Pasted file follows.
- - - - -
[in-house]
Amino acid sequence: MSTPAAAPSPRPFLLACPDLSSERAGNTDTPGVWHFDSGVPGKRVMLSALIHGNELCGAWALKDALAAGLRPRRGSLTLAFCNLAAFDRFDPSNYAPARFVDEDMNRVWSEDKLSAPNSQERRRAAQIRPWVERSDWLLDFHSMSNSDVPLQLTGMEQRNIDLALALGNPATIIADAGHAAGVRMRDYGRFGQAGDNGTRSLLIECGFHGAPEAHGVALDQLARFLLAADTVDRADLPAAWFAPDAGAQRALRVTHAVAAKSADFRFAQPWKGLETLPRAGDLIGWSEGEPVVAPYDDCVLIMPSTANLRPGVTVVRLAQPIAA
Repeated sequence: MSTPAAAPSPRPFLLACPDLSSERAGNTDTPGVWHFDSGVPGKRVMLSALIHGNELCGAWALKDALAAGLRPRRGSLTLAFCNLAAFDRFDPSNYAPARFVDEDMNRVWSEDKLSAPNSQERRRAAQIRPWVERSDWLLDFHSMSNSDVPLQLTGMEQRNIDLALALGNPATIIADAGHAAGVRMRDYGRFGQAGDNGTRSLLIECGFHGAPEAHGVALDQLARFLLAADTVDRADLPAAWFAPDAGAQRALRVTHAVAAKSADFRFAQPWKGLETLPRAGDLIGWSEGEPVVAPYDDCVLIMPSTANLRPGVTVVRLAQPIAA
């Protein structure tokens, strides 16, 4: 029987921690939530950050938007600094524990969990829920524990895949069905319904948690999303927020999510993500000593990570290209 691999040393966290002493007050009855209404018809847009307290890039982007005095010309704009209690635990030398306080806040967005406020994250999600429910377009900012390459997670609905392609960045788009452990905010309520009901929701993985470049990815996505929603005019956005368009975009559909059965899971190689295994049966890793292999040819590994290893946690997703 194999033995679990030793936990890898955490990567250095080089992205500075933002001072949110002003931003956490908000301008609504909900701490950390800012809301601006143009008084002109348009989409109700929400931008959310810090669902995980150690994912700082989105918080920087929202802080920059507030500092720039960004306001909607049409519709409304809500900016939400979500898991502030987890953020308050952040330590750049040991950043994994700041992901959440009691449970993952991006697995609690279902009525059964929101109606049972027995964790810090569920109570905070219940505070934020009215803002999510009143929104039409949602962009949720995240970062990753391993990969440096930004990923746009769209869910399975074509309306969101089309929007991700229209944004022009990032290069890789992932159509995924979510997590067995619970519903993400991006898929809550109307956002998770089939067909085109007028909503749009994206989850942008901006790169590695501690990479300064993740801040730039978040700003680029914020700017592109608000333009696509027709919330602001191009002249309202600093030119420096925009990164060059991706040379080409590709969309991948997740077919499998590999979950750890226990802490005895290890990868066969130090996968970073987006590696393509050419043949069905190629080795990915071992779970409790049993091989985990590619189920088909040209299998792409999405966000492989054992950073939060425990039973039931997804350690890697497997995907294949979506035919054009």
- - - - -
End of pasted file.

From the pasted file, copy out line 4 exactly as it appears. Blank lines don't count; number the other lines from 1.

């Protein structure tokens, strides 16, 4: 029987921690939530950050938007600094524990969990829920524990895949069905319904948690999303927020999510993500000593990570290209 691999040393966290002493007050009855209404018809847009307290890039982007005095010309704009209690635990030398306080806040967005406020994250999600429910377009900012390459997670609905392609960045788009452990905010309520009901929701993985470049990815996505929603005019956005368009975009559909059965899971190689295994049966890793292999040819590994290893946690997703 194999033995679990030793936990890898955490990567250095080089992205500075933002001072949110002003931003956490908000301008609504909900701490950390800012809301601006143009008084002109348009989409109700929400931008959310810090669902995980150690994912700082989105918080920087929202802080920059507030500092720039960004306001909607049409519709409304809500900016939400979500898991502030987890953020308050952040330590750049040991950043994994700041992901959440009691449970993952991006697995609690279902009525059964929101109606049972027995964790810090569920109570905070219940505070934020009215803002999510009143929104039409949602962009949720995240970062990753391993990969440096930004990923746009769209869910399975074509309306969101089309929007991700229209944004022009990032290069890789992932159509995924979510997590067995619970519903993400991006898929809550109307956002998770089939067909085109007028909503749009994206989850942008901006790169590695501690990479300064993740801040730039978040700003680029914020700017592109608000333009696509027709919330602001191009002249309202600093030119420096925009990164060059991706040379080409590709969309991948997740077919499998590999979950750890226990802490005895290890990868066969130090996968970073987006590696393509050419043949069905190629080795990915071992779970409790049993091989985990590619189920088909040209299998792409999405966000492989054992950073939060425990039973039931997804350690890697497997995907294949979506035919054009």